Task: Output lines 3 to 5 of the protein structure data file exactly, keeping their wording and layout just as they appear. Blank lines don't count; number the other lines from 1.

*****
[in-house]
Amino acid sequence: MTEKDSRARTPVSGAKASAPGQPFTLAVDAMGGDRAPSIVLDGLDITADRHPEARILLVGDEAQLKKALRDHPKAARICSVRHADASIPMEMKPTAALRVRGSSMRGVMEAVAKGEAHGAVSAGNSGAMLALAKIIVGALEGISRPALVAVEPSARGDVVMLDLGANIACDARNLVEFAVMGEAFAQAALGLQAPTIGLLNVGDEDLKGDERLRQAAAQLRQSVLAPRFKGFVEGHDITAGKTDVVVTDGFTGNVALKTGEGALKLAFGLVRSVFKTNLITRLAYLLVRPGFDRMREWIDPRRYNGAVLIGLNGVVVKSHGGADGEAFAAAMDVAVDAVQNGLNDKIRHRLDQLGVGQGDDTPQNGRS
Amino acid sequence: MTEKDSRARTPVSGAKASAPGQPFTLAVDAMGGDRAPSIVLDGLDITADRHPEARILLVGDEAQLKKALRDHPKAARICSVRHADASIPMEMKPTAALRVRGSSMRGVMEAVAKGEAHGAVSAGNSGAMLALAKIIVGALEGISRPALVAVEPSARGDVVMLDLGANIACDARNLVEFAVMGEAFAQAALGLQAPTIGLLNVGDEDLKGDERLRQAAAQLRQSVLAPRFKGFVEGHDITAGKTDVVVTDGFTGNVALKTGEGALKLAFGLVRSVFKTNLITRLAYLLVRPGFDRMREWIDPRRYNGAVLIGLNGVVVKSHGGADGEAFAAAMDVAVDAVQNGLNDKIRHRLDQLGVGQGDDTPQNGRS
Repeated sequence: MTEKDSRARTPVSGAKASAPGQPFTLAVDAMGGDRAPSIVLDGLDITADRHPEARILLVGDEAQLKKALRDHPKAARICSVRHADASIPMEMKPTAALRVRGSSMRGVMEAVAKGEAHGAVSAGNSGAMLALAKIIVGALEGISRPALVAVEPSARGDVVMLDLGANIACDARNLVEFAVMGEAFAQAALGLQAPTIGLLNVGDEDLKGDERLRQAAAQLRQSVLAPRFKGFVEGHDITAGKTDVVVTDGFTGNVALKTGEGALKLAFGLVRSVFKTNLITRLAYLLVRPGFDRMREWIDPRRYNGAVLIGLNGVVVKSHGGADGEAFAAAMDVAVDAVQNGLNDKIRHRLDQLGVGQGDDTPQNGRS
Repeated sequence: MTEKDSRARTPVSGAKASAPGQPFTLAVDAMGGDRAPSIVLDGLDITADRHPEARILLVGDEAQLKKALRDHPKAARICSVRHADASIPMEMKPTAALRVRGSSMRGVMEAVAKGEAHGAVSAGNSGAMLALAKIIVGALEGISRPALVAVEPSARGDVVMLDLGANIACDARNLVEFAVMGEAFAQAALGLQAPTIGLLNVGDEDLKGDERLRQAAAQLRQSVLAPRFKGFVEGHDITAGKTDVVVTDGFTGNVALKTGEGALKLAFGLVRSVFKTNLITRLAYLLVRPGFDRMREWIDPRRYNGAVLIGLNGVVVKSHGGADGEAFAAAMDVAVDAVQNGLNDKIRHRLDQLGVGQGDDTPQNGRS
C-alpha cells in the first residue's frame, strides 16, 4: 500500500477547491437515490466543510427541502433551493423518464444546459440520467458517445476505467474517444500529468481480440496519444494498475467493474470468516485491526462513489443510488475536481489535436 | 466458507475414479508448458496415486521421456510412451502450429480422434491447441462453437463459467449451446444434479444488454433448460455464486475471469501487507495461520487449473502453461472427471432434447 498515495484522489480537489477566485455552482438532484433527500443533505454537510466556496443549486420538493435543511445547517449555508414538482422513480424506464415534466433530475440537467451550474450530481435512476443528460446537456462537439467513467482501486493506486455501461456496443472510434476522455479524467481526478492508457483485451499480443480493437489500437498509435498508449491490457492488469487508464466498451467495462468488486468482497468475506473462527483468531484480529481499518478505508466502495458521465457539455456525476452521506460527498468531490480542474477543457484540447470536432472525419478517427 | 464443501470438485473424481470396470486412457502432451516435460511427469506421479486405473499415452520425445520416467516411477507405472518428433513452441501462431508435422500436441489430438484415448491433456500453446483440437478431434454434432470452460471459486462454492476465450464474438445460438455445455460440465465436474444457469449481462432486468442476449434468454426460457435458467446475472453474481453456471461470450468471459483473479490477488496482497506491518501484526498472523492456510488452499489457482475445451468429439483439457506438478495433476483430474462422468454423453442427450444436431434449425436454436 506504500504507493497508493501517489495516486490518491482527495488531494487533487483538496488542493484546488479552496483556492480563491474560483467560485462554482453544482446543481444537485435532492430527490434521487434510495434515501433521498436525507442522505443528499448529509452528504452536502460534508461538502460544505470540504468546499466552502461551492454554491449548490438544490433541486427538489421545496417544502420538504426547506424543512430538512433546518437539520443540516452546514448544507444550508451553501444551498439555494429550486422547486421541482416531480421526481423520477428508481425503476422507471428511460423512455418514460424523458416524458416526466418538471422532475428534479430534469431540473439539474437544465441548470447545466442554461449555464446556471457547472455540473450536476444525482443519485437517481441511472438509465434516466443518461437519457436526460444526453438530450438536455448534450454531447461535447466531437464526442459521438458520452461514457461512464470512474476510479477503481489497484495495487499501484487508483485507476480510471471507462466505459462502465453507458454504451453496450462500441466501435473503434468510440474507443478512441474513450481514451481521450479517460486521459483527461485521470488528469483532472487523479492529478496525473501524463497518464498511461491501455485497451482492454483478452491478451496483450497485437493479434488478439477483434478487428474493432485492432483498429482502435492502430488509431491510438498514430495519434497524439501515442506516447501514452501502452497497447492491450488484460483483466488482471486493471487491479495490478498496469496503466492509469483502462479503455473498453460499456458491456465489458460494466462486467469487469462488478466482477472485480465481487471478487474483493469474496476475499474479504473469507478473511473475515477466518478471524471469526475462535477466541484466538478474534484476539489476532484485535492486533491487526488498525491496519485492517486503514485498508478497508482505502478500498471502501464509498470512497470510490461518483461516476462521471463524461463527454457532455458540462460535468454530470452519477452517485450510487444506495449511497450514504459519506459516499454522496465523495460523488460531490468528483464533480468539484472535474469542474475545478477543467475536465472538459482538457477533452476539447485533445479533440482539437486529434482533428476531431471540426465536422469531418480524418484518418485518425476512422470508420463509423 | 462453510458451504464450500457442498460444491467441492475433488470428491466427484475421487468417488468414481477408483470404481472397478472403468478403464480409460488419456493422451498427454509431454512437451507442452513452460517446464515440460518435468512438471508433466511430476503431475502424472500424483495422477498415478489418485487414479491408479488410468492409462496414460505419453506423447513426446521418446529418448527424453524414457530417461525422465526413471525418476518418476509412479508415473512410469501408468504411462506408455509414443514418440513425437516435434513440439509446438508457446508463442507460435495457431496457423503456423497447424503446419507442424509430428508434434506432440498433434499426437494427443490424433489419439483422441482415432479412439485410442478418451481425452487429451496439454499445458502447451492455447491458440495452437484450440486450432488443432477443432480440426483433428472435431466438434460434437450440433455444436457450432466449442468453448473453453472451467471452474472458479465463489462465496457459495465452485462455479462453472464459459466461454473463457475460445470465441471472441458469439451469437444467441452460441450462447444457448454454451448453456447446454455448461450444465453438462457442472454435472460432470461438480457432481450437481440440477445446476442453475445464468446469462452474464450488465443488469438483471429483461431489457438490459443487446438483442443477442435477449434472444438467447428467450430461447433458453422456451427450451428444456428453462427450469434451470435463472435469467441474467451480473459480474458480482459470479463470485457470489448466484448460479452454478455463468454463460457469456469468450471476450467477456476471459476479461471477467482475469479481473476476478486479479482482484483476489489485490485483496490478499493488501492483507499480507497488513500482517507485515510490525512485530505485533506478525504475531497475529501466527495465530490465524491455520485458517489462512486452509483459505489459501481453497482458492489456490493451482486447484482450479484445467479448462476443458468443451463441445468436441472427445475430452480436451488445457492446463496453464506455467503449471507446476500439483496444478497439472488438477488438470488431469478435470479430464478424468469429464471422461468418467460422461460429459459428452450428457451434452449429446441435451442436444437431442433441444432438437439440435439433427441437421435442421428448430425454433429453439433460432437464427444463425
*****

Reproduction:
Amino acid sequence: MTEKDSRARTPVSGAKASAPGQPFTLAVDAMGGDRAPSIVLDGLDITADRHPEARILLVGDEAQLKKALRDHPKAARICSVRHADASIPMEMKPTAALRVRGSSMRGVMEAVAKGEAHGAVSAGNSGAMLALAKIIVGALEGISRPALVAVEPSARGDVVMLDLGANIACDARNLVEFAVMGEAFAQAALGLQAPTIGLLNVGDEDLKGDERLRQAAAQLRQSVLAPRFKGFVEGHDITAGKTDVVVTDGFTGNVALKTGEGALKLAFGLVRSVFKTNLITRLAYLLVRPGFDRMREWIDPRRYNGAVLIGLNGVVVKSHGGADGEAFAAAMDVAVDAVQNGLNDKIRHRLDQLGVGQGDDTPQNGRS
Repeated sequence: MTEKDSRARTPVSGAKASAPGQPFTLAVDAMGGDRAPSIVLDGLDITADRHPEARILLVGDEAQLKKALRDHPKAARICSVRHADASIPMEMKPTAALRVRGSSMRGVMEAVAKGEAHGAVSAGNSGAMLALAKIIVGALEGISRPALVAVEPSARGDVVMLDLGANIACDARNLVEFAVMGEAFAQAALGLQAPTIGLLNVGDEDLKGDERLRQAAAQLRQSVLAPRFKGFVEGHDITAGKTDVVVTDGFTGNVALKTGEGALKLAFGLVRSVFKTNLITRLAYLLVRPGFDRMREWIDPRRYNGAVLIGLNGVVVKSHGGADGEAFAAAMDVAVDAVQNGLNDKIRHRLDQLGVGQGDDTPQNGRS
Repeated sequence: MTEKDSRARTPVSGAKASAPGQPFTLAVDAMGGDRAPSIVLDGLDITADRHPEARILLVGDEAQLKKALRDHPKAARICSVRHADASIPMEMKPTAALRVRGSSMRGVMEAVAKGEAHGAVSAGNSGAMLALAKIIVGALEGISRPALVAVEPSARGDVVMLDLGANIACDARNLVEFAVMGEAFAQAALGLQAPTIGLLNVGDEDLKGDERLRQAAAQLRQSVLAPRFKGFVEGHDITAGKTDVVVTDGFTGNVALKTGEGALKLAFGLVRSVFKTNLITRLAYLLVRPGFDRMREWIDPRRYNGAVLIGLNGVVVKSHGGADGEAFAAAMDVAVDAVQNGLNDKIRHRLDQLGVGQGDDTPQNGRS